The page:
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Interview with Paralympian Ben Quilter

PUBLISHED: 12:54 21 January 2010 | UPDATED: 16:35 20 February 2013

Interview with Paralympian Ben Quilter

Interview with Paralympian Ben Quilter

Paralympian Ben Quilter speaks about this 2012 Olympic dream...

In the second of our series on people to watch for the new decade, Maheesha Kottegoda meets paralympian Ben Quilter who is an example to us all...

Facingyour previously triumphant nemesis in hand-to-hand combat is challenge enough. Include the added pressure of an audience of thousands who have paid to see the bout and millions of viewers globally and you are close. Finally, throw in a complete loss of central vision. This is paralympian Ben Quilters moment of truth.

He says: I get extremely nervous. Initially I dont want to let people down and want to give a good performance. Sometimes you can be winning and make one tiny mistake and its all over.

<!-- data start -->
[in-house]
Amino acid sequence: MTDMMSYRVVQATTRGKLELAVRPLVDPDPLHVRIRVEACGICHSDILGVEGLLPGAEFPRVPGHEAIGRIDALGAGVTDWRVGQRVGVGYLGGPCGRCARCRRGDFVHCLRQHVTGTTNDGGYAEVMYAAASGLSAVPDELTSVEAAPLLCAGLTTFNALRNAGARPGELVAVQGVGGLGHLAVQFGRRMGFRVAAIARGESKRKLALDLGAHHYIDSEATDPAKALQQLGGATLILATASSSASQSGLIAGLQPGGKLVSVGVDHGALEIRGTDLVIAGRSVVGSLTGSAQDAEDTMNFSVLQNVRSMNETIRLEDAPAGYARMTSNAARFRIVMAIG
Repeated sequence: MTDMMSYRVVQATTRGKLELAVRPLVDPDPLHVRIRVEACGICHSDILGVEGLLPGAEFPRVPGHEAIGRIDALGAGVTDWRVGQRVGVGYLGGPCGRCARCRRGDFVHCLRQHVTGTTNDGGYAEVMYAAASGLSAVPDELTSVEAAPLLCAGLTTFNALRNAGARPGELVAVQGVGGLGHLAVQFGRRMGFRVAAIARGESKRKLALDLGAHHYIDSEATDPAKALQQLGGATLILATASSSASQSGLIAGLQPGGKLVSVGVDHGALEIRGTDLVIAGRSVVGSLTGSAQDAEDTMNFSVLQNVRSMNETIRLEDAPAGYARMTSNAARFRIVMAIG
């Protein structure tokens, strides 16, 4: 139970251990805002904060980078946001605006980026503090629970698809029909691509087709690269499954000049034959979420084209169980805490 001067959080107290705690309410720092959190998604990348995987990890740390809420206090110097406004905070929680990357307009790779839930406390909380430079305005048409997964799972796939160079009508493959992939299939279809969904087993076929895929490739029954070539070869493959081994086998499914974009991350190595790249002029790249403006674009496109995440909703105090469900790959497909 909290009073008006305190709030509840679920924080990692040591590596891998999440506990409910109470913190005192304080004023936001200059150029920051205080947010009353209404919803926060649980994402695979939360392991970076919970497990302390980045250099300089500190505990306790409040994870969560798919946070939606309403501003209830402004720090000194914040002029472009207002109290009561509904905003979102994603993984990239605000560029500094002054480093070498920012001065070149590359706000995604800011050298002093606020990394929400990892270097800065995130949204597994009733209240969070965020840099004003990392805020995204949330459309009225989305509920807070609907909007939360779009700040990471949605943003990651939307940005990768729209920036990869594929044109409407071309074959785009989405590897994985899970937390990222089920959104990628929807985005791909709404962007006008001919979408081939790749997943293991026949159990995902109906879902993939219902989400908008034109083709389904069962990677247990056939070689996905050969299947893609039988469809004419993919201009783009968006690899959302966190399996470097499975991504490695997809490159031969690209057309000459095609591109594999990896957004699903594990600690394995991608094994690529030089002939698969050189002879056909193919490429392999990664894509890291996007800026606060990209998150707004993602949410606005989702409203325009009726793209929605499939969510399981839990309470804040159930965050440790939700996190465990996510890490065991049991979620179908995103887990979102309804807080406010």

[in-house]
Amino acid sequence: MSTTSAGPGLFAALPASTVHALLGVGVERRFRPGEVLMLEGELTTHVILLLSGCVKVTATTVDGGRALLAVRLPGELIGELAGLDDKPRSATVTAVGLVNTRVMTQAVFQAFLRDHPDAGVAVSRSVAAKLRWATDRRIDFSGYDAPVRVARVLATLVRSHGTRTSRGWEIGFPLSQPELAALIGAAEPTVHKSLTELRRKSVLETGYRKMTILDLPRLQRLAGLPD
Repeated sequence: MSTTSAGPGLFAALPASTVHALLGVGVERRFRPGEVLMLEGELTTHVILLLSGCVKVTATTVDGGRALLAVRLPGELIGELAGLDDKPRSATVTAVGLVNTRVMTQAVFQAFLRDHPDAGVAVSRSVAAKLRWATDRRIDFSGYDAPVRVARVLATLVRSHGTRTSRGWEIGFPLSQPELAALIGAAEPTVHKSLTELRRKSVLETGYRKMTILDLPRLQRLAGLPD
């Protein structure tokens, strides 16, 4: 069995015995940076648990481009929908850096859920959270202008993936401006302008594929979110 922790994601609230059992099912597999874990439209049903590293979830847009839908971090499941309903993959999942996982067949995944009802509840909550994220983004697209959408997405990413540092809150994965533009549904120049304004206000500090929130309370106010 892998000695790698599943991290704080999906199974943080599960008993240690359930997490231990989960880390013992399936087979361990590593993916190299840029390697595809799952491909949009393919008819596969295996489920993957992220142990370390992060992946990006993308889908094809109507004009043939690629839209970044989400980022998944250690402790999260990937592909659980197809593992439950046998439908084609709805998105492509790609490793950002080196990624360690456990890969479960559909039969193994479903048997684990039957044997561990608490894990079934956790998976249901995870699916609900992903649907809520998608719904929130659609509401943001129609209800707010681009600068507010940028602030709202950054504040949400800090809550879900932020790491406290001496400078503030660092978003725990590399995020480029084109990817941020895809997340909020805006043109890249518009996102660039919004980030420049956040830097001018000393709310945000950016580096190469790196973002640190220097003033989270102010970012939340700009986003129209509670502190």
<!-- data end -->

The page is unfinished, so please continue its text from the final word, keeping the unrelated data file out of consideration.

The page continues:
At Beijing, Ben secured his world ranking as fifth in the world, narrowly missing bronze to historic rival, Azerbaijans Ramin Ibrahimov. He says: He beat me in the final of the European and Beijing. He is haunting me the most. He keeps coming back and beating me so he is on the hit list. Today, Ben trains in judo four to six hours a day in the hope of winning enough competitions this year to qualify in the under 60kg category at the 2012 Olympics. He says: Hopefully it will be my best chance of a medal. Ill be 30, peaking physically and have enough experience to give a good performance. The 28-year-old from Woodingdean, Brighton, has been training most of his life. By the age of seven, he was fighting competitively but gradually he began to lose his sight to a degenerative genetic disorder. With only peripheral vision, Bens sight is classified as partially sighted or B3. He says: My sight deteriorated slowly, my judo adapted and life adapted day to day. My fighting is based around grips. Once you have a grip, sight is not massively important. You can sort of gauge where they are. Ultimately, Ben hopes to be a physiologist or coach after completing a Masters degree at Chichester University.


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